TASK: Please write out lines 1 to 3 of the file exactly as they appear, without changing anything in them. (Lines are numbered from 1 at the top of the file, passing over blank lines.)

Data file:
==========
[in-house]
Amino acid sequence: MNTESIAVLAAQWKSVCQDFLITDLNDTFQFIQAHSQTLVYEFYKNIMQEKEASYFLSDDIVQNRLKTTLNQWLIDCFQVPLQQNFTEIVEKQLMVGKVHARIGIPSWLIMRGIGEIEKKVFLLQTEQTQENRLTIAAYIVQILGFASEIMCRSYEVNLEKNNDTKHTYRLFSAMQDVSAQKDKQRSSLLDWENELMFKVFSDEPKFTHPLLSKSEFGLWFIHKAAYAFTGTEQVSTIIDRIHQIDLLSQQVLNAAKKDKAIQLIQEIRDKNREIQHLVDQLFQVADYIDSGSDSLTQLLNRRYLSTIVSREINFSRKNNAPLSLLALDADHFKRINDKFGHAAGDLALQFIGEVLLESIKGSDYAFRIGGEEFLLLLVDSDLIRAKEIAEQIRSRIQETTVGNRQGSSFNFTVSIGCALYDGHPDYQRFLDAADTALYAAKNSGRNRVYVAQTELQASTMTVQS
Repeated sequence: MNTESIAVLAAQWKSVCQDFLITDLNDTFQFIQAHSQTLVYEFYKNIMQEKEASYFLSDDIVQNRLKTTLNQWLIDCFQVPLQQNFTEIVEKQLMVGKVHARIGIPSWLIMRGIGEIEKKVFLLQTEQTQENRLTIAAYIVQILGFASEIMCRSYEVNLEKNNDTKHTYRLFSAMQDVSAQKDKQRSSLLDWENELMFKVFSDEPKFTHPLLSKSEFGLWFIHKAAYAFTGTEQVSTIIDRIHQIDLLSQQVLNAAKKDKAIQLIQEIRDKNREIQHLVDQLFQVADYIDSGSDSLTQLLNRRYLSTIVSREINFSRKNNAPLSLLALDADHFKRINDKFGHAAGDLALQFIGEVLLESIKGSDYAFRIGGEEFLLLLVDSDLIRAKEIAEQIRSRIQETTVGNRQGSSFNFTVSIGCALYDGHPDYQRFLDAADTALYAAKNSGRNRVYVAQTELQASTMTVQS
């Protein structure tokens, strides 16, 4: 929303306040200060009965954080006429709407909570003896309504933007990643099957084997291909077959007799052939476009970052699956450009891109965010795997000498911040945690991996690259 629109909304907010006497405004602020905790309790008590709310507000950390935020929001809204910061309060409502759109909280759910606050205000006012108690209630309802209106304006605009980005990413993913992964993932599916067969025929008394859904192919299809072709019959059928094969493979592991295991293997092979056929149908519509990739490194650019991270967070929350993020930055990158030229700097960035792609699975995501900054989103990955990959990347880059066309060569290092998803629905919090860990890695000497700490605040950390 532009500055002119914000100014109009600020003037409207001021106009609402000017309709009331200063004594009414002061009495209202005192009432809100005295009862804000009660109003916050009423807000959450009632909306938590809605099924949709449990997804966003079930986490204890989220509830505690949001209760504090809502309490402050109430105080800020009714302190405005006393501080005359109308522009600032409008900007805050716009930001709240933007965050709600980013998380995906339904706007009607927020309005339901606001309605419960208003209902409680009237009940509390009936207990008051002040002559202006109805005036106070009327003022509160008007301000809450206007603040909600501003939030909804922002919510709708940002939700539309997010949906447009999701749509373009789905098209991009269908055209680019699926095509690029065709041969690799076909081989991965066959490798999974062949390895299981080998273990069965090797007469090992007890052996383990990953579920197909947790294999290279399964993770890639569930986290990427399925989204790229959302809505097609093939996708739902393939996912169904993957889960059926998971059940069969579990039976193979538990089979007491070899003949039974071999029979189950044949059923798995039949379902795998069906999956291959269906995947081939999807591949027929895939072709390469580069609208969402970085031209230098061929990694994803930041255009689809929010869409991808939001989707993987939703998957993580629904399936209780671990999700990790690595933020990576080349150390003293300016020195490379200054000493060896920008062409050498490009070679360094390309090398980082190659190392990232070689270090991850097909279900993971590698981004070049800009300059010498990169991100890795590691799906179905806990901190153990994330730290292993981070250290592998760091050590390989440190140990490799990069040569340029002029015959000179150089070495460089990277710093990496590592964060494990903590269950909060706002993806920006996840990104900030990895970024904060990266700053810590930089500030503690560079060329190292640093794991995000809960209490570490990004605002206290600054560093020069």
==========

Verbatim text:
[in-house]
Amino acid sequence: MNTESIAVLAAQWKSVCQDFLITDLNDTFQFIQAHSQTLVYEFYKNIMQEKEASYFLSDDIVQNRLKTTLNQWLIDCFQVPLQQNFTEIVEKQLMVGKVHARIGIPSWLIMRGIGEIEKKVFLLQTEQTQENRLTIAAYIVQILGFASEIMCRSYEVNLEKNNDTKHTYRLFSAMQDVSAQKDKQRSSLLDWENELMFKVFSDEPKFTHPLLSKSEFGLWFIHKAAYAFTGTEQVSTIIDRIHQIDLLSQQVLNAAKKDKAIQLIQEIRDKNREIQHLVDQLFQVADYIDSGSDSLTQLLNRRYLSTIVSREINFSRKNNAPLSLLALDADHFKRINDKFGHAAGDLALQFIGEVLLESIKGSDYAFRIGGEEFLLLLVDSDLIRAKEIAEQIRSRIQETTVGNRQGSSFNFTVSIGCALYDGHPDYQRFLDAADTALYAAKNSGRNRVYVAQTELQASTMTVQS
Repeated sequence: MNTESIAVLAAQWKSVCQDFLITDLNDTFQFIQAHSQTLVYEFYKNIMQEKEASYFLSDDIVQNRLKTTLNQWLIDCFQVPLQQNFTEIVEKQLMVGKVHARIGIPSWLIMRGIGEIEKKVFLLQTEQTQENRLTIAAYIVQILGFASEIMCRSYEVNLEKNNDTKHTYRLFSAMQDVSAQKDKQRSSLLDWENELMFKVFSDEPKFTHPLLSKSEFGLWFIHKAAYAFTGTEQVSTIIDRIHQIDLLSQQVLNAAKKDKAIQLIQEIRDKNREIQHLVDQLFQVADYIDSGSDSLTQLLNRRYLSTIVSREINFSRKNNAPLSLLALDADHFKRINDKFGHAAGDLALQFIGEVLLESIKGSDYAFRIGGEEFLLLLVDSDLIRAKEIAEQIRSRIQETTVGNRQGSSFNFTVSIGCALYDGHPDYQRFLDAADTALYAAKNSGRNRVYVAQTELQASTMTVQS